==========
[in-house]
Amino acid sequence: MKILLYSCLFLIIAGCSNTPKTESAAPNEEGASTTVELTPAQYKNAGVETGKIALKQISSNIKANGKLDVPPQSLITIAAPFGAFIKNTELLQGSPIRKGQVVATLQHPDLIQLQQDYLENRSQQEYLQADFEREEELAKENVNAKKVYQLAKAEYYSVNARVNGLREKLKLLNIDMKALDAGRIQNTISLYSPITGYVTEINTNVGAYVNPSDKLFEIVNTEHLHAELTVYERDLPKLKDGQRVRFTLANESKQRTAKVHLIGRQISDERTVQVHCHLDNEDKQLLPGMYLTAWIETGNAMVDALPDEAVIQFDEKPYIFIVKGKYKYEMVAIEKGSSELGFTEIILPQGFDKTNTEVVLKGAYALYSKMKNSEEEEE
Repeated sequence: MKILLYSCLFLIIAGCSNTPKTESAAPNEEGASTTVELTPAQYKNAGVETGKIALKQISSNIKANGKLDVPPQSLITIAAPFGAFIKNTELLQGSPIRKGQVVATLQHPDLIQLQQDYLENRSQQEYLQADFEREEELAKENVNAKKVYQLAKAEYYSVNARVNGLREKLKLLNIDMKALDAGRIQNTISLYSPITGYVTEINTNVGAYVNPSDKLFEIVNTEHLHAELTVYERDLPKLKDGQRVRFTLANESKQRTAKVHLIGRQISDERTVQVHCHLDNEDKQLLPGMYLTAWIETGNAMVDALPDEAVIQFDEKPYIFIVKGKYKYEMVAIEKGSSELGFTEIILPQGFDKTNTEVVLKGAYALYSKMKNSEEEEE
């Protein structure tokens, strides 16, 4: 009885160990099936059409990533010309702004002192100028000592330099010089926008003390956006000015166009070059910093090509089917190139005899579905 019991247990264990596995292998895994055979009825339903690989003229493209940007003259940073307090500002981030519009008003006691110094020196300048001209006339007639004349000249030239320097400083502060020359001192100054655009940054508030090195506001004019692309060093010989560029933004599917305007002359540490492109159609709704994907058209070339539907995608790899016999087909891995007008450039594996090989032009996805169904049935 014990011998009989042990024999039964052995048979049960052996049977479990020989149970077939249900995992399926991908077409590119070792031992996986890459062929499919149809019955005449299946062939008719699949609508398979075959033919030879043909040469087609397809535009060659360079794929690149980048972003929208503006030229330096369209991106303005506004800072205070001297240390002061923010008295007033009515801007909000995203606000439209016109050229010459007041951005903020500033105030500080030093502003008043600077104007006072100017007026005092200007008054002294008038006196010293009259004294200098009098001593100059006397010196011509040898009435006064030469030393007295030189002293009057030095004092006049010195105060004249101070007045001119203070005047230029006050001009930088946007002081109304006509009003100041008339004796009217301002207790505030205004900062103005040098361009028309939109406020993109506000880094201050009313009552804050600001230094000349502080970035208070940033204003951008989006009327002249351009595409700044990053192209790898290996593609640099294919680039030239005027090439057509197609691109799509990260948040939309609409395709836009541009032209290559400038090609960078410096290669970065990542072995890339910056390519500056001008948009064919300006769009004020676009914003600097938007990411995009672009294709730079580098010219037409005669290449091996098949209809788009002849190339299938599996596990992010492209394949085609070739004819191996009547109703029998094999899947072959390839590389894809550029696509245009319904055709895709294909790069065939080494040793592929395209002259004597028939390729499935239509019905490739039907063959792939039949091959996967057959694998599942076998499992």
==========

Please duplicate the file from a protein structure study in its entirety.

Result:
[in-house]
Amino acid sequence: MKILLYSCLFLIIAGCSNTPKTESAAPNEEGASTTVELTPAQYKNAGVETGKIALKQISSNIKANGKLDVPPQSLITIAAPFGAFIKNTELLQGSPIRKGQVVATLQHPDLIQLQQDYLENRSQQEYLQADFEREEELAKENVNAKKVYQLAKAEYYSVNARVNGLREKLKLLNIDMKALDAGRIQNTISLYSPITGYVTEINTNVGAYVNPSDKLFEIVNTEHLHAELTVYERDLPKLKDGQRVRFTLANESKQRTAKVHLIGRQISDERTVQVHCHLDNEDKQLLPGMYLTAWIETGNAMVDALPDEAVIQFDEKPYIFIVKGKYKYEMVAIEKGSSELGFTEIILPQGFDKTNTEVVLKGAYALYSKMKNSEEEEE
Repeated sequence: MKILLYSCLFLIIAGCSNTPKTESAAPNEEGASTTVELTPAQYKNAGVETGKIALKQISSNIKANGKLDVPPQSLITIAAPFGAFIKNTELLQGSPIRKGQVVATLQHPDLIQLQQDYLENRSQQEYLQADFEREEELAKENVNAKKVYQLAKAEYYSVNARVNGLREKLKLLNIDMKALDAGRIQNTISLYSPITGYVTEINTNVGAYVNPSDKLFEIVNTEHLHAELTVYERDLPKLKDGQRVRFTLANESKQRTAKVHLIGRQISDERTVQVHCHLDNEDKQLLPGMYLTAWIETGNAMVDALPDEAVIQFDEKPYIFIVKGKYKYEMVAIEKGSSELGFTEIILPQGFDKTNTEVVLKGAYALYSKMKNSEEEEE
């Protein structure tokens, strides 16, 4: 009885160990099936059409990533010309702004002192100028000592330099010089926008003390956006000015166009070059910093090509089917190139005899579905 019991247990264990596995292998895994055979009825339903690989003229493209940007003259940073307090500002981030519009008003006691110094020196300048001209006339007639004349000249030239320097400083502060020359001192100054655009940054508030090195506001004019692309060093010989560029933004599917305007002359540490492109159609709704994907058209070339539907995608790899016999087909891995007008450039594996090989032009996805169904049935 014990011998009989042990024999039964052995048979049960052996049977479990020989149970077939249900995992399926991908077409590119070792031992996986890459062929499919149809019955005449299946062939008719699949609508398979075959033919030879043909040469087609397809535009060659360079794929690149980048972003929208503006030229330096369209991106303005506004800072205070001297240390002061923010008295007033009515801007909000995203606000439209016109050229010459007041951005903020500033105030500080030093502003008043600077104007006072100017007026005092200007008054002294008038006196010293009259004294200098009098001593100059006397010196011509040898009435006064030469030393007295030189002293009057030095004092006049010195105060004249101070007045001119203070005047230029006050001009930088946007002081109304006509009003100041008339004796009217301002207790505030205004900062103005040098361009028309939109406020993109506000880094201050009313009552804050600001230094000349502080970035208070940033204003951008989006009327002249351009595409700044990053192209790898290996593609640099294919680039030239005027090439057509197609691109799509990260948040939309609409395709836009541009032209290559400038090609960078410096290669970065990542072995890339910056390519500056001008948009064919300006769009004020676009914003600097938007990411995009672009294709730079580098010219037409005669290449091996098949209809788009002849190339299938599996596990992010492209394949085609070739004819191996009547109703029998094999899947072959390839590389894809550029696509245009319904055709895709294909790069065939080494040793592929395209002259004597028939390729499935239509019905490739039907063959792939039949091959996967057959694998599942076998499992």